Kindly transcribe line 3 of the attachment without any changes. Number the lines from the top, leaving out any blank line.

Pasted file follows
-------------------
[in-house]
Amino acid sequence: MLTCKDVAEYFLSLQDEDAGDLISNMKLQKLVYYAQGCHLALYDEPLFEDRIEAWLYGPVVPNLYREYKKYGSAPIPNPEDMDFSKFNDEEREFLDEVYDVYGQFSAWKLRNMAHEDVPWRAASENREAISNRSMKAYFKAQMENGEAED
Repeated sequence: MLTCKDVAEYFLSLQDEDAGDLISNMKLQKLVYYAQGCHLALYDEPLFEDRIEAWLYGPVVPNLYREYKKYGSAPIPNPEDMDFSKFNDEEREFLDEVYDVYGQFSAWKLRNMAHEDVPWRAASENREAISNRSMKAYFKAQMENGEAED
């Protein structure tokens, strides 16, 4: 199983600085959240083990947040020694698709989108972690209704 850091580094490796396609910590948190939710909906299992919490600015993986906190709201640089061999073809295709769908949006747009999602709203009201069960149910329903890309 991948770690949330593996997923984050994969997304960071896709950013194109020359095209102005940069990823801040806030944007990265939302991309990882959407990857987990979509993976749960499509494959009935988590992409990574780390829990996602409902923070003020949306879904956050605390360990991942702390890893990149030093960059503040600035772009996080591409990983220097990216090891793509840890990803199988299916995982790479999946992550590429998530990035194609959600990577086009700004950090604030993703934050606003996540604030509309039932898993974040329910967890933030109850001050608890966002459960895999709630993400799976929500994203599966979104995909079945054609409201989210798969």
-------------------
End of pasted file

Repeated sequence: MLTCKDVAEYFLSLQDEDAGDLISNMKLQKLVYYAQGCHLALYDEPLFEDRIEAWLYGPVVPNLYREYKKYGSAPIPNPEDMDFSKFNDEEREFLDEVYDVYGQFSAWKLRNMAHEDVPWRAASENREAISNRSMKAYFKAQMENGEAED